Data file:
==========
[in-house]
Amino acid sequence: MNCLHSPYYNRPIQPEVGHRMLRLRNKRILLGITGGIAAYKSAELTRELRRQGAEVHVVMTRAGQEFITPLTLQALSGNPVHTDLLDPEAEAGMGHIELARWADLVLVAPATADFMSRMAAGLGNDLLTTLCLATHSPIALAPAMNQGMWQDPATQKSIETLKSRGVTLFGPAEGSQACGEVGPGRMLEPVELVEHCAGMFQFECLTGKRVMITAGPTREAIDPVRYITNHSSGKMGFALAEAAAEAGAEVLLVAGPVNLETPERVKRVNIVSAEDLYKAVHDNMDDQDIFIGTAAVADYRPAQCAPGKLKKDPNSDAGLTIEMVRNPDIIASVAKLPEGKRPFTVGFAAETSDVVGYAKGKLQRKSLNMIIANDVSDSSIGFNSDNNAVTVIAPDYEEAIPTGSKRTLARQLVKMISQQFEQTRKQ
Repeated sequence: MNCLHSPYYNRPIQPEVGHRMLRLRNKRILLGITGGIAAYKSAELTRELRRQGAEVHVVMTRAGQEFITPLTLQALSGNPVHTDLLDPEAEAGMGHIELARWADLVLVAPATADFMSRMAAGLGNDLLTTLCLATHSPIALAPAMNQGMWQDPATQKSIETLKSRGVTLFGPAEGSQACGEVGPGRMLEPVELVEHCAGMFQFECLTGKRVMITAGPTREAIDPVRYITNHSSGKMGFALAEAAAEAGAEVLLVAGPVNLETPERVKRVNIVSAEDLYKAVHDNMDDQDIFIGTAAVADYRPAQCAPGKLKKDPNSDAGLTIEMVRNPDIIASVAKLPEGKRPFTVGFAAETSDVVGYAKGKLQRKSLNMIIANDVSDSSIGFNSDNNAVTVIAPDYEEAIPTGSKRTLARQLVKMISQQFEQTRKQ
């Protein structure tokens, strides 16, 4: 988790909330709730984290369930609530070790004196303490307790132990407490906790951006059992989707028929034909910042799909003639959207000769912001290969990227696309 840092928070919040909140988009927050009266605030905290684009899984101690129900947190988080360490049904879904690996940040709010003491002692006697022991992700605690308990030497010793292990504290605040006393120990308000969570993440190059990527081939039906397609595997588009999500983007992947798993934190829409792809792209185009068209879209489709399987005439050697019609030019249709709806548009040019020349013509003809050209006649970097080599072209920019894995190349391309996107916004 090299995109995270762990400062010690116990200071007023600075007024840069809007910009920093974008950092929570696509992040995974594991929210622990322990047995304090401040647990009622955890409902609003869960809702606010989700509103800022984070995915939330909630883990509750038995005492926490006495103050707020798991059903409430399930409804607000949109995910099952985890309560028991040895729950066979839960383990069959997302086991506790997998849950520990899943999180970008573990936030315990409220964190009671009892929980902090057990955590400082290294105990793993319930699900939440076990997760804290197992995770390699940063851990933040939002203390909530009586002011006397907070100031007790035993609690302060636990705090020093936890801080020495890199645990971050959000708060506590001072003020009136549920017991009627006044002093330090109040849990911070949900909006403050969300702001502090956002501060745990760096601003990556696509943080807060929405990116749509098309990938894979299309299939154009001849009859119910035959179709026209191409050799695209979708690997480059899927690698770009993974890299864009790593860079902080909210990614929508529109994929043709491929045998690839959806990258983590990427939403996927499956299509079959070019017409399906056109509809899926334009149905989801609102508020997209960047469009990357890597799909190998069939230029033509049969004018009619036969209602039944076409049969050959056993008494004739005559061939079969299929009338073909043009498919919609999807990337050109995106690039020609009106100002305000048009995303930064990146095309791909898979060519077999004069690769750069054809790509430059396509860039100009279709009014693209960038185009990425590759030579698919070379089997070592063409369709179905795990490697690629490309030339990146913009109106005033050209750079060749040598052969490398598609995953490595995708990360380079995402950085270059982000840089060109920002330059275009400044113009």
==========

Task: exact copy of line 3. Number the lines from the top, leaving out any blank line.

Repeated sequence: MNCLHSPYYNRPIQPEVGHRMLRLRNKRILLGITGGIAAYKSAELTRELRRQGAEVHVVMTRAGQEFITPLTLQALSGNPVHTDLLDPEAEAGMGHIELARWADLVLVAPATADFMSRMAAGLGNDLLTTLCLATHSPIALAPAMNQGMWQDPATQKSIETLKSRGVTLFGPAEGSQACGEVGPGRMLEPVELVEHCAGMFQFECLTGKRVMITAGPTREAIDPVRYITNHSSGKMGFALAEAAAEAGAEVLLVAGPVNLETPERVKRVNIVSAEDLYKAVHDNMDDQDIFIGTAAVADYRPAQCAPGKLKKDPNSDAGLTIEMVRNPDIIASVAKLPEGKRPFTVGFAAETSDVVGYAKGKLQRKSLNMIIANDVSDSSIGFNSDNNAVTVIAPDYEEAIPTGSKRTLARQLVKMISQQFEQTRKQ